State's tax checkoff adds up to easy way of helping wildlife


Over the past five years, people in Maryland have donated more than $5 million to the Chesapeake Bay and Endangered Species Fund through checkoffs on their state income tax.

The money raised through the tax checkoff are divided equally between the Chesapeake Bay Trust and the Department of Natural Resources, which splits its portion between the Natural Heritage Program and the Nongame and Urban Wildlife Program.

Recent DNR surveys showed that 60 percent of Marylanders take an interest in wildlife around their homes and 46 percent of those people did so daily or weekly. An independent survey showed that nearly 2 million people in Maryland participate in wildlife-associated activities.

In contrast, only 2 percent of taxpayers contributed to the tax checkoff. The Nongame and Urban Wildlife Program support programs for species often seen near homes.

"Many people don't realize that wildlife species such as migratory songbirds are showing serious decline," said DNR secretary Dr. Torrey C. Brown. "Contributions to the tax checkoff enable us to work pro-actively to make sure that songbirds never reach the point of being threatened or endangered."

The Chesapeake Bay Trust supports bay restoration efforts and returns donations to communities through grants for restoration

and education projects led by community groups, schools and nonprofit organizations.

This year, the box to check is on line 63, where you can choose the amount of donation, which will be automatically deducted from your refund or added to your tax payment.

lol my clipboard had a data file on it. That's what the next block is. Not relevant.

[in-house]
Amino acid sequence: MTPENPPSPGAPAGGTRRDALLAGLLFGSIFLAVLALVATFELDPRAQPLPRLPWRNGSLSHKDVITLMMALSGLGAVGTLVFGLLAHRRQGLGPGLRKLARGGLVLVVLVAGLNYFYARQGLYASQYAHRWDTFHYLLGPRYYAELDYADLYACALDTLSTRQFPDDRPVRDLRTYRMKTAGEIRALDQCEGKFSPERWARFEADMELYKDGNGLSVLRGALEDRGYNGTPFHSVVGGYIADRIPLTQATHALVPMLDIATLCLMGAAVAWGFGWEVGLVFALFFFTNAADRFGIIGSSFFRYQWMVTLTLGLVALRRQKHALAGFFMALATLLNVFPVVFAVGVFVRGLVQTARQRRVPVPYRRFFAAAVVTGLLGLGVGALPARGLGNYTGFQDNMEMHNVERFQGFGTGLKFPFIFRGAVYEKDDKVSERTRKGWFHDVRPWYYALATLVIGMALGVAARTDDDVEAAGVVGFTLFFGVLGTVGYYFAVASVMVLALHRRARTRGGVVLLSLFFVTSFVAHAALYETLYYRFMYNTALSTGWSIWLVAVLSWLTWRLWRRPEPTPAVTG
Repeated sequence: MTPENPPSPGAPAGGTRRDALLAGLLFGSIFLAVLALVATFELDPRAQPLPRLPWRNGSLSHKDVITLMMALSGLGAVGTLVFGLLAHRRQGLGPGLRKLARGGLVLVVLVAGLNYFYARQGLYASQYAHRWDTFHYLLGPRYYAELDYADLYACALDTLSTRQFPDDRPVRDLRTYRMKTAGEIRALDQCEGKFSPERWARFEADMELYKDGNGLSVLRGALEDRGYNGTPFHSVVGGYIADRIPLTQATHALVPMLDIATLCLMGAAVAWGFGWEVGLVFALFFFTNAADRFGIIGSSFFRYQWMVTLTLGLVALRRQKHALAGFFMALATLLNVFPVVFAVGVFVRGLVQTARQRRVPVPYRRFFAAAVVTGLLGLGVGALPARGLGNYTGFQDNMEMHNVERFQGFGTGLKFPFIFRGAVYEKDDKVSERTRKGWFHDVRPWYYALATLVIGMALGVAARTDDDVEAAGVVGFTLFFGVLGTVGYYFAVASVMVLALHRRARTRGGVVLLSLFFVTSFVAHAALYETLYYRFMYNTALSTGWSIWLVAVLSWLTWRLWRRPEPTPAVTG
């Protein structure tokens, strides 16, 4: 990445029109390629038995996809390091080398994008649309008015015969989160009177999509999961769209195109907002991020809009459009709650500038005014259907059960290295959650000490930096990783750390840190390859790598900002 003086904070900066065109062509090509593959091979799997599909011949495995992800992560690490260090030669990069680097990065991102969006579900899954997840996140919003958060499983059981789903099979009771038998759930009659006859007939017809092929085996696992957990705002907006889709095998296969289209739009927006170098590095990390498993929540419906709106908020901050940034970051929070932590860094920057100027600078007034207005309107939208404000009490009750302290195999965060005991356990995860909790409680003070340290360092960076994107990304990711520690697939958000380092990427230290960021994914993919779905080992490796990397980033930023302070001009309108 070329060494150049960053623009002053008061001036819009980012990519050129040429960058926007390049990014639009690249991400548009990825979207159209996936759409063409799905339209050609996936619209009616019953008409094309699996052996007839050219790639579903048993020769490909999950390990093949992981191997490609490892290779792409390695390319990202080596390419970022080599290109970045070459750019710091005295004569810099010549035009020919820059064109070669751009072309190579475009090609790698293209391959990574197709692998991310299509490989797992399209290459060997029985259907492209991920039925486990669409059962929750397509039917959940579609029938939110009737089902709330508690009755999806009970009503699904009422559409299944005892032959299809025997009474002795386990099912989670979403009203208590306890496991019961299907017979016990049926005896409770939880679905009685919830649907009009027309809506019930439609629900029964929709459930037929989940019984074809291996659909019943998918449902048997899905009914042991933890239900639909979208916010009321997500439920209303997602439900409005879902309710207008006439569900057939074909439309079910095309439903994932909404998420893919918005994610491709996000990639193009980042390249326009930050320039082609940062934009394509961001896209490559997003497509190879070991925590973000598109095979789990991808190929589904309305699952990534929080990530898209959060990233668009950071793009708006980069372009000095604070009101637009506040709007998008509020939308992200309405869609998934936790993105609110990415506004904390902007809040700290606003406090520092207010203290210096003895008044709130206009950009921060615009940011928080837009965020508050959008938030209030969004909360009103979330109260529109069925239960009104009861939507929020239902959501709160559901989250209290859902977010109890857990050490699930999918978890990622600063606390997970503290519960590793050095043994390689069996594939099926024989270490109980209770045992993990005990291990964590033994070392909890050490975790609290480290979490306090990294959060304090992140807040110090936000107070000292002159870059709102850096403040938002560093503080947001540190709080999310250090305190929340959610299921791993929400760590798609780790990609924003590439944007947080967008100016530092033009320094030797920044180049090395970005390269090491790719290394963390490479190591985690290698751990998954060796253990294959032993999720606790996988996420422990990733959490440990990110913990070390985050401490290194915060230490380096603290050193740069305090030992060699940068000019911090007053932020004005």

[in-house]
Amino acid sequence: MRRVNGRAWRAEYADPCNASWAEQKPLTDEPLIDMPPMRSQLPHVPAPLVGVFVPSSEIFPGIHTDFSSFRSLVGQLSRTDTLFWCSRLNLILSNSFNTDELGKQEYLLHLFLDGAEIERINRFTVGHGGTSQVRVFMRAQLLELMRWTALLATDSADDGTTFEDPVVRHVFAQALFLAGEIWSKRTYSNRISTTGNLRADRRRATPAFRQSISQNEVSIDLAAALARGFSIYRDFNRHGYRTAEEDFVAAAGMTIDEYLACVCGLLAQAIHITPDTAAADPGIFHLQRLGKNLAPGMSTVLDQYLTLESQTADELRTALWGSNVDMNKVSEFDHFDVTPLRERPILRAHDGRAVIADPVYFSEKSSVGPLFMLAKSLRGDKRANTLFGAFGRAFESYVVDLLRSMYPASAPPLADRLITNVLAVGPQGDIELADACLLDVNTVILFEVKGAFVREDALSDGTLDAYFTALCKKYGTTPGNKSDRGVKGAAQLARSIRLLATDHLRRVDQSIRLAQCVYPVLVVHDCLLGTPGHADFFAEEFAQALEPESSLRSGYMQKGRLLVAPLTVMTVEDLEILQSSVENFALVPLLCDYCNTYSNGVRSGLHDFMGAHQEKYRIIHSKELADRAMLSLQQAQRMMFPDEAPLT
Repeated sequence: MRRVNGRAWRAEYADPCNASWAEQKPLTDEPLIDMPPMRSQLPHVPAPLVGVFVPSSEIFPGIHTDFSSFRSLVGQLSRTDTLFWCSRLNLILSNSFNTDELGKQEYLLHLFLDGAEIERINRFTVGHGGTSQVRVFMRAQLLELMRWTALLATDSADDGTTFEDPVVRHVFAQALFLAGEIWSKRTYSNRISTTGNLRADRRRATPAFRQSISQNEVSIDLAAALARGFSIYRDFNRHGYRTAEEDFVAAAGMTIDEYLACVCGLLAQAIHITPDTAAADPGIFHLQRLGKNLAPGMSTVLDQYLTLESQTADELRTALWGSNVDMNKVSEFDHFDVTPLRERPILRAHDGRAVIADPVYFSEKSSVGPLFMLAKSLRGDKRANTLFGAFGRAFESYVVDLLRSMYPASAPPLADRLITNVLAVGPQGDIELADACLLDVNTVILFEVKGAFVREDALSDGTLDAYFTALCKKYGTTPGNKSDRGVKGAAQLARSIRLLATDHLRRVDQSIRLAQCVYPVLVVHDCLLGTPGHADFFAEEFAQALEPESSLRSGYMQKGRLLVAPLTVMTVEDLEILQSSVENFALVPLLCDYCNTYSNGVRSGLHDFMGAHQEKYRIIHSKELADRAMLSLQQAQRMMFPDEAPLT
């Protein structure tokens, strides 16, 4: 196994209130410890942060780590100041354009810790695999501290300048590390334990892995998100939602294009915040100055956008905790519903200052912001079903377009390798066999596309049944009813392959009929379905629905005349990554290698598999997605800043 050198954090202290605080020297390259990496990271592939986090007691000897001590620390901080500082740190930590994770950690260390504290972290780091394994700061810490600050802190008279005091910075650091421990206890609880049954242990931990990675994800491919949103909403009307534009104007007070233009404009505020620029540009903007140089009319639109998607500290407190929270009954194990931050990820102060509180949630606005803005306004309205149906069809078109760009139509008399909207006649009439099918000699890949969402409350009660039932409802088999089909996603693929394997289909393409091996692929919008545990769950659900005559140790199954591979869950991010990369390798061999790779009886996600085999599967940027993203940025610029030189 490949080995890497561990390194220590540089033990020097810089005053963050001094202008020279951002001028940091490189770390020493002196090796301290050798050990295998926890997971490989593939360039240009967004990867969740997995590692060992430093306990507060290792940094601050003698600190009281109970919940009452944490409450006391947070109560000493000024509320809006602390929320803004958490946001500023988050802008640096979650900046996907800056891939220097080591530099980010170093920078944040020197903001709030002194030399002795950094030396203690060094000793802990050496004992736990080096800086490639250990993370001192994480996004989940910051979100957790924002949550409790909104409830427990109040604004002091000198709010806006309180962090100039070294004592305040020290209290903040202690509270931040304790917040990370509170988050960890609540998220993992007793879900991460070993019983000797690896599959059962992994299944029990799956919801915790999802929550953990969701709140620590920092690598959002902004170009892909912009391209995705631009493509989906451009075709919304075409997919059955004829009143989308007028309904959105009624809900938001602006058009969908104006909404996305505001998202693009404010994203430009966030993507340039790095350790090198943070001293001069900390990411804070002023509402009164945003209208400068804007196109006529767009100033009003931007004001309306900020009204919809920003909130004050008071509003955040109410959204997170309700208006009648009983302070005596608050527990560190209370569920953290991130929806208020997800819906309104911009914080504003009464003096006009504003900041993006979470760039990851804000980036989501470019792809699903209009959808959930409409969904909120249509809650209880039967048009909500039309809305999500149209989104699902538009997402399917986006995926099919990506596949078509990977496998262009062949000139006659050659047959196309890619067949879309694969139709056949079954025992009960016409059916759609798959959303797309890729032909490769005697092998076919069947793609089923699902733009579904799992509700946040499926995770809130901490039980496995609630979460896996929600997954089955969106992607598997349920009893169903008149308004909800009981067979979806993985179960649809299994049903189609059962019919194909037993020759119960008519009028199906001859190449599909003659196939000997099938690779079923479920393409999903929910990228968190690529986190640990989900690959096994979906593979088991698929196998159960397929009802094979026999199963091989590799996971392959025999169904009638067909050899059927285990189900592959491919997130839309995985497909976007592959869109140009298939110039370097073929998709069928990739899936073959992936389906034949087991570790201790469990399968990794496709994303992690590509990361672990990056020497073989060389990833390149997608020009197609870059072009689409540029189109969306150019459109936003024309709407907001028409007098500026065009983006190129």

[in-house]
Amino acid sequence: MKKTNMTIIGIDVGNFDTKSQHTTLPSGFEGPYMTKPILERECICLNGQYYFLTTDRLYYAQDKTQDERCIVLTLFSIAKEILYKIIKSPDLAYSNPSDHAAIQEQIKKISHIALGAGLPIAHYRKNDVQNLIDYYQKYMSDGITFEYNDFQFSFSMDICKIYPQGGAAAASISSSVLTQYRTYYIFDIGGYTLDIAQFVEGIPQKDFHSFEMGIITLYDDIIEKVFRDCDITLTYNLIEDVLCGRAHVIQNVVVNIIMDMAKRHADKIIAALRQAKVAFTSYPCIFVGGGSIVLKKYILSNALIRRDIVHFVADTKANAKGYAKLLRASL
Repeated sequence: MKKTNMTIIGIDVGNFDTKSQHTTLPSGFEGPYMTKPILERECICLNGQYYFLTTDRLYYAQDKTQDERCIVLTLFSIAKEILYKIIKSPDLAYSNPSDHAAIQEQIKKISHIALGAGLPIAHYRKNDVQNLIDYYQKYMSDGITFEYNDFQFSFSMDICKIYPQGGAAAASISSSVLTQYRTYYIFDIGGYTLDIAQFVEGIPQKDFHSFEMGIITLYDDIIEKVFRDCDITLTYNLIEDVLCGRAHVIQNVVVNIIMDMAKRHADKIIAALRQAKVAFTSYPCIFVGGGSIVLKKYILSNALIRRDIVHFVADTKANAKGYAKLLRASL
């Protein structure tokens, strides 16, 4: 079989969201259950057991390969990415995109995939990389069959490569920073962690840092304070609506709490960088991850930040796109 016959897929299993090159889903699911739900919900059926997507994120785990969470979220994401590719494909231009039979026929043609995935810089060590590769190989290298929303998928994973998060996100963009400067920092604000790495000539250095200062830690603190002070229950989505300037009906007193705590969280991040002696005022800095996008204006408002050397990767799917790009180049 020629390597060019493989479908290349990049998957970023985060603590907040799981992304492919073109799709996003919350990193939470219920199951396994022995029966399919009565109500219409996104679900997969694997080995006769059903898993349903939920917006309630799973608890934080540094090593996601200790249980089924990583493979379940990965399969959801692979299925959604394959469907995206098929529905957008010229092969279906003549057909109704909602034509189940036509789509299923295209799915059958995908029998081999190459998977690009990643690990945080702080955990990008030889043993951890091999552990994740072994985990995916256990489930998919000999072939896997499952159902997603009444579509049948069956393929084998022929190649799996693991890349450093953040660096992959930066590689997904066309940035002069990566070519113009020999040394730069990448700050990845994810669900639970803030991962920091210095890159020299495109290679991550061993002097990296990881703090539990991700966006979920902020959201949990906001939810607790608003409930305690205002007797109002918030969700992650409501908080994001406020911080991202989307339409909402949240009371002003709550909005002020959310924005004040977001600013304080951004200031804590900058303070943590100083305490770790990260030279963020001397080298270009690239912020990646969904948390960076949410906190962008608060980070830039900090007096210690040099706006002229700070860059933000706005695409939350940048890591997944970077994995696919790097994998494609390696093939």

Black bass regulations

On Tuesday, fishing regulations for black bass change in fresh and tidal waters of Maryland to protect the spawning populations.

In nontidal waters, unless specified by regulation, no black bass may be kept from Tuesday through June 15. Catch-and-release fishing is permitted during that period, however.

In tidal waters, the minimum size is increased from 12 inches to 15 inches from Tuesday through June 15. The aggregate creel limit is five per day.


Ever wonder what the longest standing fishing records are in Maryland waters? The oldest is a 6-pound, 8-ounce chain pickerel taken by James Grant in the Susquehanna River in May 1965. The following are the three oldest records in Chesapeake Bay, Freshwater and Atlantic Coast waters:


Species ... ... ... Wt. Angler ... ... ... Where caught ... ... ... Date

Chain pickerel ... 6-8 James Grant ... ... Susquehanna River .. ... 5-19-65

Cobia ... .. .. .. 97-12 John Scheifele .. Middle Grounds ... .. .. 9-12-69

Smallmouth bass .. 6-0 Charles Jones .. .. Susquehanna River ... .. 7-23-71


Smallmouth bass .. 8-4 Gary Peters ... ... Liberty Reservoir ... .. 10-4-74

Chain Pickerel ... 7-4 Ray Molick Sr. ... Johnson Pond ... .. .. .. 11-27-76

Carp ... ... .. .. 39-0 Jean Ward ... ... Patuxent River ... ... .. 5-18-77


Spotted seatrout ... 13-0 Jack Miller ... Sinepuxent Bay ... ... .. 8-21-73

Flounder ... ... ... 17-0 Anthony Vicari ... Assateague Island ... 10-03-74

Bluefish ... ... ... 23-8 Lillian Morris ... Assateague Island ... 10-30-74

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